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carbonate [11] and they are more effective to the reinforcement of NR than those traditional llers. In recent years, carbon nanotubes (CNTs), as quasi one-dimensional nano-materials, have become a potential candidate for a wide range of application such as electronics, composite fabrication and gas storage [1214] since the publication of the landmark paper by Iijima [15]. Compared with other nano-llers, CNTs as an ideal reinforcing ller are expected to provide a better enhancement effect in polymer composites, due to their inherent superior properties [16]. Consequently, CNTs have been widely exploited in different polymers. Sekitani et al. [17] dispersed single-walled carbon nanotubes as chemically stable dopants in a vinylidene uoride-hexauoropropylene copolymer matrix to form a composite lm, by using an ionic liquid of 1-butyl-3-methylimidazolium bis(triuoromethanesulfonyl)imide. Yu et al. [18] prepared conductive multi-walled carbon nanotube/polystyrene composites based on latex technology. Yet, little work has been done in the eld of latex reinforcement with carbon nanotubes, because of their poor compatibility with NR phase. From the standpoint of surface chemistry, the improvement of CNT dispersion in the polymeric matrix by forming oxygen functional groups on CNTs surface via chemical modication plays an important role in reinforcing polymers [1921]. In our previous work, we developed a novel process that incorporates the latex compounding and self-assembly techniques to prepare polyvinyl alcohol/silica composites [22], and rubber/silica composites [23]. It was found that the chemical and physical properties of these nanocomposites, compared with the polymer host, were signicantly enhanced. In the present work, the surface of carbon nanotubes is modied with mixed acids and polyelectrolyte to improve the solubility of multi-walled carbon nanotubes (MWCNTs), leading to the successful introduction of a novel self-assembly process for the preparation of NR/MWCNT composites. The self-assembly mechanism between MWCNTs and latex particles is studied and the impacts of MWCNTs on the morphology and mechanical properties of the composites including dynamic mechanical properties are also investigated.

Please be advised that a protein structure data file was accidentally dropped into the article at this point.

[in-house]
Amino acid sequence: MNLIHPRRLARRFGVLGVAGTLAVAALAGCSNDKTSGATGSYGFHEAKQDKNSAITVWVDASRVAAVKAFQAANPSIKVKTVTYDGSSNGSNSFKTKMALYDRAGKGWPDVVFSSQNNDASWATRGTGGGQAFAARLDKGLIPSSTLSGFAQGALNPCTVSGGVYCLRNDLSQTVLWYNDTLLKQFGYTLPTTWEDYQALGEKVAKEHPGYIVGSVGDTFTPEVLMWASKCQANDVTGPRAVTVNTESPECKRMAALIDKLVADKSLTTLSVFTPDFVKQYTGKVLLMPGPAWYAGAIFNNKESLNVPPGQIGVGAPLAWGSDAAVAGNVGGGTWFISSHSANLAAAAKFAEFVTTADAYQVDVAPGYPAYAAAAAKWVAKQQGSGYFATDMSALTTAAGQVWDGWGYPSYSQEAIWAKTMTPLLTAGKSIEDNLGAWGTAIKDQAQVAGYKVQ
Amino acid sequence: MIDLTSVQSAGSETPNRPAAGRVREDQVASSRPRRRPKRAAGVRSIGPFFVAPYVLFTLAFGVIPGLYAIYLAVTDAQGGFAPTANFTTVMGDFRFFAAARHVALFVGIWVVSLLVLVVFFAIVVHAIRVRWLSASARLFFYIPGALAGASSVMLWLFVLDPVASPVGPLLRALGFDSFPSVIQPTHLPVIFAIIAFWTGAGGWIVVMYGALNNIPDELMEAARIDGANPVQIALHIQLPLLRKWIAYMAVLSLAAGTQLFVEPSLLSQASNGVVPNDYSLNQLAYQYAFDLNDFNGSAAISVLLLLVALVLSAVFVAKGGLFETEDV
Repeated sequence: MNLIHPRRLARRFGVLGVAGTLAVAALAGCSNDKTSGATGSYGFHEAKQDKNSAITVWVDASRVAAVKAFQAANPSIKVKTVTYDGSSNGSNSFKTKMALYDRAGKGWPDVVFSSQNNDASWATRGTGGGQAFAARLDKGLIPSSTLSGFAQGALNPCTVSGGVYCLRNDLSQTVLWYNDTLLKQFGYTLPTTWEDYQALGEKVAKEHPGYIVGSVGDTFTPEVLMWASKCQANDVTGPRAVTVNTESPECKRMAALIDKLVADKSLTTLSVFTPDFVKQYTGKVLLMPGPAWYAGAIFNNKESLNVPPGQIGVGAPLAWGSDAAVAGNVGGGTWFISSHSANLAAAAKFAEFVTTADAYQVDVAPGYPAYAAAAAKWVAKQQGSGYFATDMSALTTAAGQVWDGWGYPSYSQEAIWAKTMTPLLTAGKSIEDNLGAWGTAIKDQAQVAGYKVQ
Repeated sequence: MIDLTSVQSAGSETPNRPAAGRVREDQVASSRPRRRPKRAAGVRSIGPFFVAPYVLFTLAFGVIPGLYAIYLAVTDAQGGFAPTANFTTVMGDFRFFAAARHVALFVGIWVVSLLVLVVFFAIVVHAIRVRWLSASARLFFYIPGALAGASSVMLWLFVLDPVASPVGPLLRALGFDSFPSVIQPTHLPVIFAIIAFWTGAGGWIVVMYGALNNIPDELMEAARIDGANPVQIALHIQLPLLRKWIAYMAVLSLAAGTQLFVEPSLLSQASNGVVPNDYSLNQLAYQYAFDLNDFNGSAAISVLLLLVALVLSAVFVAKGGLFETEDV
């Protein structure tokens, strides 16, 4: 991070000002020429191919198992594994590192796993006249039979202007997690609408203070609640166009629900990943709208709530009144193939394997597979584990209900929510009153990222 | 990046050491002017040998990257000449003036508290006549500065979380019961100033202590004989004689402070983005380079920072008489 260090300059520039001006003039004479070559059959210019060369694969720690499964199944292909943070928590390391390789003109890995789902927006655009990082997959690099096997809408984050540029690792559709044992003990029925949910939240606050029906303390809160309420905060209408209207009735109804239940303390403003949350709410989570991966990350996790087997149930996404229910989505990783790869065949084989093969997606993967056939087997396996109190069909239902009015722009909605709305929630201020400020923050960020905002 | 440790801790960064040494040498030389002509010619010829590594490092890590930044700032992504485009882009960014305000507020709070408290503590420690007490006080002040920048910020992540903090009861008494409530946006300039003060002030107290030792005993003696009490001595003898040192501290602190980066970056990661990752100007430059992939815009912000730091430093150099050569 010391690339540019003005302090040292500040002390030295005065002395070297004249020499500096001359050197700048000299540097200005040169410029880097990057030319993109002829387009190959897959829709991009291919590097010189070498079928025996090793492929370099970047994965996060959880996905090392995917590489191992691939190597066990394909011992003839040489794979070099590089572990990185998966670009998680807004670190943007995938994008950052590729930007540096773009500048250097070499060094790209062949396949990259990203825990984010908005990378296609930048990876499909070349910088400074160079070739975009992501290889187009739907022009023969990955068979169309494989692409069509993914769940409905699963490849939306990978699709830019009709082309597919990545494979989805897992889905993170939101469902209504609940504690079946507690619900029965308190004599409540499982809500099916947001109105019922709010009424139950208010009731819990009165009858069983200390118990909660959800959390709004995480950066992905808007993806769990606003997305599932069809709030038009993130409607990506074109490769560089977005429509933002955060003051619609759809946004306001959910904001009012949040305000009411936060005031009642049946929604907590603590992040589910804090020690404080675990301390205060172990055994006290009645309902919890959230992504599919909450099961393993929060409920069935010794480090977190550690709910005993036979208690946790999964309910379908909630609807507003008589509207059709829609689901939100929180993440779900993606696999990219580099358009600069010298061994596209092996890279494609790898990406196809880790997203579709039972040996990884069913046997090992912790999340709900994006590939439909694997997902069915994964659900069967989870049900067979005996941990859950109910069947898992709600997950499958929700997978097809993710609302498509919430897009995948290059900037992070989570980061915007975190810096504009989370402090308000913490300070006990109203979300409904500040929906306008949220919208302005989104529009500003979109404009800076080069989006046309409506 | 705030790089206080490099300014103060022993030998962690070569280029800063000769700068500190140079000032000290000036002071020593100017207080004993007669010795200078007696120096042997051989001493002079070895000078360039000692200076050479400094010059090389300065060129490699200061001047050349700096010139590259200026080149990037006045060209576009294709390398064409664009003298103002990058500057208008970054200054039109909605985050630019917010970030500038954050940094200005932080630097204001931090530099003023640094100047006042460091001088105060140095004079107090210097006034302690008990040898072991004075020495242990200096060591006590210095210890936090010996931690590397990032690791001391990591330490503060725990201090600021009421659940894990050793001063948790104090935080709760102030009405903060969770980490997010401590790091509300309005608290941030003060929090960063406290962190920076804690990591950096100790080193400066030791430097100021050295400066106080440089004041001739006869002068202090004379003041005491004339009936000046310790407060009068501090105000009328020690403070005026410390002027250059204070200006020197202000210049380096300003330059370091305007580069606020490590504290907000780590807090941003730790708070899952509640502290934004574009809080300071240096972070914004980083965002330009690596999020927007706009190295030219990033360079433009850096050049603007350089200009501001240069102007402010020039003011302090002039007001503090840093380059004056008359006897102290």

(H2SO4/HNO3 = 3:1, volume ratio) solution [24]. The mixture was heated for 1.5 h and then diluted in a 1000 mL beaker with 800 mL deionized water. After cooling to room temperature, the mixture was ltered through 200 nm pore diameter membrane and washed with deionized water until neutral. The resulted black solid was then dried under vacuum freeze-dryer for 48 h.


Preparation of NR/MWCNT composites

The composite (NR/MWCNTs = 99:1 w/w) was prepared according to the following procedures. 1.08 g acid treated MWCNTs and 0.54 g SDS were dispersed in 100 mL water and treated with an ultrasonic vibrator for 0.5 h [25], and its pH was adjusted to 10 with 0.2 M KOH to obtain a negatively charged MWCNT dispersion. 50 mL positively charged PDDA solution (0.5 wt.%, pH 10) was dropped into the MWCNT dispersion, which was magnetically stirred for 0.5 h. Afterwards, MWCNT/PDDA aqueous dispersion was then dropped into 180 g negatively charged latex (pre-vulcanized, pH 10) accompanying with gentle magnetic stir at room temperature for 24 h. Finally, the mixture was cast on glass plates and dried at 50 C to obtain NR/MWCNT composite lms. The same process was also employed to prepare the reference samples of NR composites reinforced with untreated MWCNTs.